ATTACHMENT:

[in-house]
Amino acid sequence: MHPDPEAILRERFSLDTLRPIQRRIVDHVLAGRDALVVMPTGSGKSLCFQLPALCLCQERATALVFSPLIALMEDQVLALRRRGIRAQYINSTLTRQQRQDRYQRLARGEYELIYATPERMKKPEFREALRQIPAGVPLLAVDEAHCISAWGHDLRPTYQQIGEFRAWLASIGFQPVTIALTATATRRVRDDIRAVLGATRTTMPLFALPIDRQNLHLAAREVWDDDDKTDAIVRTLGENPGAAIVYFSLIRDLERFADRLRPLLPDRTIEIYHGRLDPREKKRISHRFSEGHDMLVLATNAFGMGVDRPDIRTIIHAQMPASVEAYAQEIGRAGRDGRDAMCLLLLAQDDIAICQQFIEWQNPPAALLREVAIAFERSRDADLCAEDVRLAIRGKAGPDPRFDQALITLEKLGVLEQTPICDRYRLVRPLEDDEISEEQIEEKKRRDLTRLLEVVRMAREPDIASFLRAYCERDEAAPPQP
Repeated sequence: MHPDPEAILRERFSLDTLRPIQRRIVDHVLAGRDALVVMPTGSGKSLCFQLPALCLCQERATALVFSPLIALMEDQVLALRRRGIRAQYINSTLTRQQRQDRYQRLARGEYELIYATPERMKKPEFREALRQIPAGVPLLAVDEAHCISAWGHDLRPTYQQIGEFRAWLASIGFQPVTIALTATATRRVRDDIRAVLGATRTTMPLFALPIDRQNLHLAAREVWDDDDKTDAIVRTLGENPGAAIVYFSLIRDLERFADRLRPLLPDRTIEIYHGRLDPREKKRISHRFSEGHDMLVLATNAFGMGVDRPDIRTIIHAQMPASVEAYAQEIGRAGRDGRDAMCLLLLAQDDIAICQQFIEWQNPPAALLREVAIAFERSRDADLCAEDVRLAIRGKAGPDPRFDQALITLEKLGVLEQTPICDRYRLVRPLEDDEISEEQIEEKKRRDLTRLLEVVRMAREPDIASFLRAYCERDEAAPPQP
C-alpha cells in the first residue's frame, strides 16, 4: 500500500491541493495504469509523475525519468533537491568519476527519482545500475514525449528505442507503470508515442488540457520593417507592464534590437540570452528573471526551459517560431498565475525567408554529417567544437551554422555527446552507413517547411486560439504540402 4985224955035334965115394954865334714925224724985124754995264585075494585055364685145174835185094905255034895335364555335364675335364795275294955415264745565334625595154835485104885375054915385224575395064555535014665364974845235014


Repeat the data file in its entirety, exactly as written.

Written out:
[in-house]
Amino acid sequence: MHPDPEAILRERFSLDTLRPIQRRIVDHVLAGRDALVVMPTGSGKSLCFQLPALCLCQERATALVFSPLIALMEDQVLALRRRGIRAQYINSTLTRQQRQDRYQRLARGEYELIYATPERMKKPEFREALRQIPAGVPLLAVDEAHCISAWGHDLRPTYQQIGEFRAWLASIGFQPVTIALTATATRRVRDDIRAVLGATRTTMPLFALPIDRQNLHLAAREVWDDDDKTDAIVRTLGENPGAAIVYFSLIRDLERFADRLRPLLPDRTIEIYHGRLDPREKKRISHRFSEGHDMLVLATNAFGMGVDRPDIRTIIHAQMPASVEAYAQEIGRAGRDGRDAMCLLLLAQDDIAICQQFIEWQNPPAALLREVAIAFERSRDADLCAEDVRLAIRGKAGPDPRFDQALITLEKLGVLEQTPICDRYRLVRPLEDDEISEEQIEEKKRRDLTRLLEVVRMAREPDIASFLRAYCERDEAAPPQP
Repeated sequence: MHPDPEAILRERFSLDTLRPIQRRIVDHVLAGRDALVVMPTGSGKSLCFQLPALCLCQERATALVFSPLIALMEDQVLALRRRGIRAQYINSTLTRQQRQDRYQRLARGEYELIYATPERMKKPEFREALRQIPAGVPLLAVDEAHCISAWGHDLRPTYQQIGEFRAWLASIGFQPVTIALTATATRRVRDDIRAVLGATRTTMPLFALPIDRQNLHLAAREVWDDDDKTDAIVRTLGENPGAAIVYFSLIRDLERFADRLRPLLPDRTIEIYHGRLDPREKKRISHRFSEGHDMLVLATNAFGMGVDRPDIRTIIHAQMPASVEAYAQEIGRAGRDGRDAMCLLLLAQDDIAICQQFIEWQNPPAALLREVAIAFERSRDADLCAEDVRLAIRGKAGPDPRFDQALITLEKLGVLEQTPICDRYRLVRPLEDDEISEEQIEEKKRRDLTRLLEVVRMAREPDIASFLRAYCERDEAAPPQP
C-alpha cells in the first residue's frame, strides 16, 4: 500500500491541493495504469509523475525519468533537491568519476527519482545500475514525449528505442507503470508515442488540457520593417507592464534590437540570452528573471526551459517560431498565475525567408554529417567544437551554422555527446552507413517547411486560439504540402 4985224955035334965115394954865334714925224724985124754995264585075494585055364685145174835185094905255034895335364555335364675335364795275294955415264745565334625595154835485104885375054915385224575395064555535014665364974845235014